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Egypt plots international bond sale in Q1; Zimbabwe to introduce new currency


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Egypt plots international bond sale in Q1; Zimbabwe to introduce new currency

* Moody's said the outlook for sub-Saharan African sovereigns in 2019 is negative, reflecting credit challenges due to fiscal and external vulnerabilities amid tightening global liquidity conditions and increasing global trade tensions. Meanwhile, S&P Global Ratings expects eurobond issuance from rated nations in the region to be at a more moderate pace than last year, when issuances totaled $16.56 billion.


* Riyad Bank hired Goldman Sachs to serve as an adviser on its merger talks with National Commercial Bank, insiders told Reuters. NCB is also reportedly looking at proposals after several banks, including HSBC and Citigroup, pitched to land advisory roles in the potential tie-up.

* Alawwal Bank is training its employees on the basics of artificial intelligence as part of its digitalization, Argaam reported. The bank has partnered with global tech firm Reaktor to help with the staff training.

* Tariq Abdullah al-Ghaziri resigned as a nonexecutive director representing Riyad Bank at the board of Al Alamiya for Cooperative Insurance Co.

* Bahrain's Investcorp Bank BSC has partnered with U.K. investment company Coller Capital Ltd. to set up a $1 billion European private equity portfolio, subject to regulatory and customary approvals. Coller Capital's Coller International Partners VII will underwrite the new fund, while Investcorp will manage both the assets acquired through the secondary transaction and the fund's new capital.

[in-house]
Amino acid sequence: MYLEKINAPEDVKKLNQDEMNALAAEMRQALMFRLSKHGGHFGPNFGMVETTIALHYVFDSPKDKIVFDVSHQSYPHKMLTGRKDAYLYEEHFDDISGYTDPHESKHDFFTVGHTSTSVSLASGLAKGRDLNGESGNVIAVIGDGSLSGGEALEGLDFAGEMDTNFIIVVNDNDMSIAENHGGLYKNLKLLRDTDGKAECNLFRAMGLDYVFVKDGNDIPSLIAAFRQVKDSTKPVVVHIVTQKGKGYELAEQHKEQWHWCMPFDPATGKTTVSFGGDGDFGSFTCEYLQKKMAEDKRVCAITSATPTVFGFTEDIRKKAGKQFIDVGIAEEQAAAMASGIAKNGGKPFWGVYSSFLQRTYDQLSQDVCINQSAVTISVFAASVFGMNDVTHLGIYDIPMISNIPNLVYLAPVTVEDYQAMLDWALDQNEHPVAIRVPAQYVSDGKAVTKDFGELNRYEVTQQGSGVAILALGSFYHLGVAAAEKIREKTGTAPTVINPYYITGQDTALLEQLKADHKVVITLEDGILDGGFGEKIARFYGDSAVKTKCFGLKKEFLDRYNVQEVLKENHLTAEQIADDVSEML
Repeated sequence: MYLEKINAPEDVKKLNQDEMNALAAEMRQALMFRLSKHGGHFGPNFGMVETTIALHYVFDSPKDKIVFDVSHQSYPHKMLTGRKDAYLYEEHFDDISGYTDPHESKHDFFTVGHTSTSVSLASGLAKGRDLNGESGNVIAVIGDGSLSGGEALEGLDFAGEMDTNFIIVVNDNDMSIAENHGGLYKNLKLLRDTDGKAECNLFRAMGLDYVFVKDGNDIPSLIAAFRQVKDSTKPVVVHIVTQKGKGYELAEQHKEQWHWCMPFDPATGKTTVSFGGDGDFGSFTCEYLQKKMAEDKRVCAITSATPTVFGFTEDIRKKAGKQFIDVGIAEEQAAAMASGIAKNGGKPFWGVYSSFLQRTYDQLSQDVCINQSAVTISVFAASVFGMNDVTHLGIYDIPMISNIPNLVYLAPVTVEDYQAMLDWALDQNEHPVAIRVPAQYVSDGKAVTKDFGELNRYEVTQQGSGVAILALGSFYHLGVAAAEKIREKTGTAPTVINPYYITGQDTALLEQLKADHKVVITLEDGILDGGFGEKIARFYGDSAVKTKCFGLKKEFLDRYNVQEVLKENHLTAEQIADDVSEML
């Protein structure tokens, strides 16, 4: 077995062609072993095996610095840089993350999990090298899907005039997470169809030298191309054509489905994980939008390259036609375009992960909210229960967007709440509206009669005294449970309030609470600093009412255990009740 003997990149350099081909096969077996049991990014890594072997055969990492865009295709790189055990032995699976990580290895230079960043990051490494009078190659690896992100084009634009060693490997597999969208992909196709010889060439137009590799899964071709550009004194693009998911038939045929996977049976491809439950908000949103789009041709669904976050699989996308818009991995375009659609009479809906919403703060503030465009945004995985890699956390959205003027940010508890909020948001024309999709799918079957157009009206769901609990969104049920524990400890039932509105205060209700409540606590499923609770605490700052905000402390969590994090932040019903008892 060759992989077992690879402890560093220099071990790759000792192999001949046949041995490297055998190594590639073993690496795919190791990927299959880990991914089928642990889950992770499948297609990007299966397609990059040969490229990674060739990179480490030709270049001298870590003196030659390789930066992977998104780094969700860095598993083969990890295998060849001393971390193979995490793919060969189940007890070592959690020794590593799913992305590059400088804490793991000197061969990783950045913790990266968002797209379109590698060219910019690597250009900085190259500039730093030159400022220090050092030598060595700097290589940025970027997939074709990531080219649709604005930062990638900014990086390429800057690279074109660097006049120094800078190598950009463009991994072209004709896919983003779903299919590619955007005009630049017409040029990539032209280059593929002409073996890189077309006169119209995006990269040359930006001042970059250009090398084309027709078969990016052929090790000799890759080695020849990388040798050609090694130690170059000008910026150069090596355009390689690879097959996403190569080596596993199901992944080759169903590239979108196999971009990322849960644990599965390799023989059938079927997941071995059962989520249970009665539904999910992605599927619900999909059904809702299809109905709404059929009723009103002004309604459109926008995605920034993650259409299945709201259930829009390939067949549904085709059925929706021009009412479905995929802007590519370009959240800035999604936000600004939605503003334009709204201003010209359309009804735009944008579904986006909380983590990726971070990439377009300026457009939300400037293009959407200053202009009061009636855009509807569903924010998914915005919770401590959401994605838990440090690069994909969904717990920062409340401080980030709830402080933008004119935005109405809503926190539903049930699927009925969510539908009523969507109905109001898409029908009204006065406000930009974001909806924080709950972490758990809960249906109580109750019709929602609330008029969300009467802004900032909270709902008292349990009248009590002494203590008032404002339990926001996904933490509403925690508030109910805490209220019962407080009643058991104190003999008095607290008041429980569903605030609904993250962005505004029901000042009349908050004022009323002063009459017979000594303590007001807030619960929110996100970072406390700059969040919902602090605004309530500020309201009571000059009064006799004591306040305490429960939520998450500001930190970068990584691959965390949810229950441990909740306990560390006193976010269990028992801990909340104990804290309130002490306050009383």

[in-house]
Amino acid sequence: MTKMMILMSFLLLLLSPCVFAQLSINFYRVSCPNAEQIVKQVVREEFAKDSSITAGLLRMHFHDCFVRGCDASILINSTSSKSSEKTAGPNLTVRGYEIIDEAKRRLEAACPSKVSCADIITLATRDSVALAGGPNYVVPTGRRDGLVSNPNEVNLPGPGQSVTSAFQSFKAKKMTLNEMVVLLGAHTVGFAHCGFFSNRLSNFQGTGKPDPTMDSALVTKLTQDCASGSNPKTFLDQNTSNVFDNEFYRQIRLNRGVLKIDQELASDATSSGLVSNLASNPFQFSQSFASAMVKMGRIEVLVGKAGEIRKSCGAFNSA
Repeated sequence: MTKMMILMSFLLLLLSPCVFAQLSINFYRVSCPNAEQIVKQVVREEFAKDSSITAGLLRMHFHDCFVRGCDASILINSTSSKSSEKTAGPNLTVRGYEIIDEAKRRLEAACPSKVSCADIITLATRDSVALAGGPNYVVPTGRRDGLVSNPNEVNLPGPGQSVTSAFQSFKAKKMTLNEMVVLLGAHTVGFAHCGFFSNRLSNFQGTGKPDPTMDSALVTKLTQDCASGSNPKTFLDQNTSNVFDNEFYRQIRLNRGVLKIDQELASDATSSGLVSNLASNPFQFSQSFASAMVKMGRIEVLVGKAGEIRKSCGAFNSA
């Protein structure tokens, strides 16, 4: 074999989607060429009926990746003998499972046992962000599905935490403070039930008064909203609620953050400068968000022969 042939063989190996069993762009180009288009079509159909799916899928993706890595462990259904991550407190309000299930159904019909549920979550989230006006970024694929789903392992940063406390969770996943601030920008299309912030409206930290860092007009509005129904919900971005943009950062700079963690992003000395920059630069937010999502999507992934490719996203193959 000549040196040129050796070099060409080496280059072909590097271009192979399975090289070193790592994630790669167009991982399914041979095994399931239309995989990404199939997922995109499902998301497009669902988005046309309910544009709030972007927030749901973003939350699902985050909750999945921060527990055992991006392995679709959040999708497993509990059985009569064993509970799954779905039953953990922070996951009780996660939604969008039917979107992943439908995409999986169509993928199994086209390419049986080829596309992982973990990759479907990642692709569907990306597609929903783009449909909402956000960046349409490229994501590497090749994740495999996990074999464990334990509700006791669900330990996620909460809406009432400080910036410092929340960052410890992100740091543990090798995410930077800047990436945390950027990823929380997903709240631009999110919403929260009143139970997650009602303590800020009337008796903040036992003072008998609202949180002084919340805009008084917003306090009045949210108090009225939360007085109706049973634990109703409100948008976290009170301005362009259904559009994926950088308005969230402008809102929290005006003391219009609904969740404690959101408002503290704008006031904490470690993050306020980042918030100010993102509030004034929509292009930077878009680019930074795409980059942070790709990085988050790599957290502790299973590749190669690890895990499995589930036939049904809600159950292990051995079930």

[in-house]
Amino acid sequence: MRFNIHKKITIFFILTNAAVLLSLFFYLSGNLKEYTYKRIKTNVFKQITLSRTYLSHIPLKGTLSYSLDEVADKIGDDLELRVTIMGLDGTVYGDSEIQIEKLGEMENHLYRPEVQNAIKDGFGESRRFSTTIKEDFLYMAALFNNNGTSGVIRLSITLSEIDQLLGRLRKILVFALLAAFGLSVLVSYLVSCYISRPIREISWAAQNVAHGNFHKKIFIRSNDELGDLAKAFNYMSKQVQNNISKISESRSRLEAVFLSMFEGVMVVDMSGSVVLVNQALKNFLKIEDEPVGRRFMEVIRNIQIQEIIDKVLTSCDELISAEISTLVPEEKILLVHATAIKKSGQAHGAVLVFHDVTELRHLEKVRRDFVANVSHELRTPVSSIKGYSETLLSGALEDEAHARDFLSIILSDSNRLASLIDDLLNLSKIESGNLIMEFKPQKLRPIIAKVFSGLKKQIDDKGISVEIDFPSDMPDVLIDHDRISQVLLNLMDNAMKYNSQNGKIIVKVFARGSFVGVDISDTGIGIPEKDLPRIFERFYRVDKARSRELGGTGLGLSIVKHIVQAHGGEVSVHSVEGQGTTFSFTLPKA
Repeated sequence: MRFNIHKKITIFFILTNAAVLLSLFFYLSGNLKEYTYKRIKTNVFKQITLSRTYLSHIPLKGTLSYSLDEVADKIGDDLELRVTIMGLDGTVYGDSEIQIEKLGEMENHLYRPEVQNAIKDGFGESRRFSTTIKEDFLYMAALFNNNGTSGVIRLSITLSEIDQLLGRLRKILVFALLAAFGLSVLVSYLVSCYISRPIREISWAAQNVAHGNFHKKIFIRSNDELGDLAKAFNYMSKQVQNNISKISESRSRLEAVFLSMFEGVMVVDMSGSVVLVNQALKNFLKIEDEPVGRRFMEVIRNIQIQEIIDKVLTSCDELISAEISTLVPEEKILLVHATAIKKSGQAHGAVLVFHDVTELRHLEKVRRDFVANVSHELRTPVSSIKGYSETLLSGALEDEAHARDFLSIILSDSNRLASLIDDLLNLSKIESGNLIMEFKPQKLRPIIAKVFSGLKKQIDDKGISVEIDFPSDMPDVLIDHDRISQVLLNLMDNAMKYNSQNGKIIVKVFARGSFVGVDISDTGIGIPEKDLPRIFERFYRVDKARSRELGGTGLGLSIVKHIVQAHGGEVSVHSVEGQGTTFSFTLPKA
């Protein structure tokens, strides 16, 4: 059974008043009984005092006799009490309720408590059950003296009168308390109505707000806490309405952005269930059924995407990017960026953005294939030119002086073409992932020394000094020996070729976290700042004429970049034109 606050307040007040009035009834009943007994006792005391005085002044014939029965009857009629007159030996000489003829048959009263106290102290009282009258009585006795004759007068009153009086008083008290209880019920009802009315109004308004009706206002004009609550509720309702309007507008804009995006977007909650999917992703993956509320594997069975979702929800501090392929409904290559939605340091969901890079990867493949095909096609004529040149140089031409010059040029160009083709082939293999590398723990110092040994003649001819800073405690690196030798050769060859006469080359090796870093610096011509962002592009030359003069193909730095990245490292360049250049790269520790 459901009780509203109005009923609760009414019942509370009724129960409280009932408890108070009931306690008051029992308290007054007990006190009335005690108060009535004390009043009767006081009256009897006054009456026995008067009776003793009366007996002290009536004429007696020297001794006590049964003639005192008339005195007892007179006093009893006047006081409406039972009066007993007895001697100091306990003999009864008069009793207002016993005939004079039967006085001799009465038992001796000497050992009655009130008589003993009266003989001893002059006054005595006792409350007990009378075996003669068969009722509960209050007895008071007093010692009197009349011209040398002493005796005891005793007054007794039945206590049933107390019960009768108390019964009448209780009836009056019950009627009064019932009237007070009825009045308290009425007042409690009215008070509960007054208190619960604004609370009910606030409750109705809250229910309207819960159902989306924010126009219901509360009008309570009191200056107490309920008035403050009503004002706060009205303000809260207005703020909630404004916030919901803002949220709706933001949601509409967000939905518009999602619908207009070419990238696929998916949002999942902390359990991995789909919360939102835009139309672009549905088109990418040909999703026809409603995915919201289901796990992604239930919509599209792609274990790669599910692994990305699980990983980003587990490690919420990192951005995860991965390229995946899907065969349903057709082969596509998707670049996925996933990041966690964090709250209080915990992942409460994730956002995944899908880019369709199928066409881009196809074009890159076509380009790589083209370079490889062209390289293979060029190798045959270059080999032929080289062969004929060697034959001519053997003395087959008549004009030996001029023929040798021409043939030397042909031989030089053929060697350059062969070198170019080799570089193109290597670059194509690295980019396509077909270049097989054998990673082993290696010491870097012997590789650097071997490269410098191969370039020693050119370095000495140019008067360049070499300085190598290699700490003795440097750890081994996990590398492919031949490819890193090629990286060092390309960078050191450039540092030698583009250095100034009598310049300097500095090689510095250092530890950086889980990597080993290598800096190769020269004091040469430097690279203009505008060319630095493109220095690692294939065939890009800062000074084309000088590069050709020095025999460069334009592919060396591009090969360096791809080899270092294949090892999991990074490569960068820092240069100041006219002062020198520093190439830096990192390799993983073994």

* The United Arab Emirates' Insurance Authority outlined a three-phase plan for the implementation of the International Financial Reporting Standard for insurance contracts, or IFRS 17, according to the Middle East Insurance Review. Insurance firms would have to conduct a so-called gap analysis in the first phase, while the second phase relates to design of internal rules and processes to cope with the directive. The third phase will be the implementation of IFRS 17.

* The Central Bank of Oman signed a deal with Iceland-based credit information and fintech services provider Creditinfo Group hf. to assist with the regulator's plan to form a credit bureau, which would process credit data sourced from both banks and non-banking entities, Arabian Business wrote.

* Kuwait's Capital Markets Authority is set to implement the new capital adequacy standard in February, according to Al-Jarida.

* The Securities House KSCP's board has recommended the cancellation of some of the company's activities, including serving as a non-registered financial broker, investment supervisor and custodian agent.

* National International Holding Co. KSCP completed its acquisition of 185,000,000 shares, or 29.59% of Kuwait-based asset manager Coast Investment & Development Co. KSCP from Al Khair National for Stocks and Real Estate Co. for 6.3 million Kuwaiti dinars.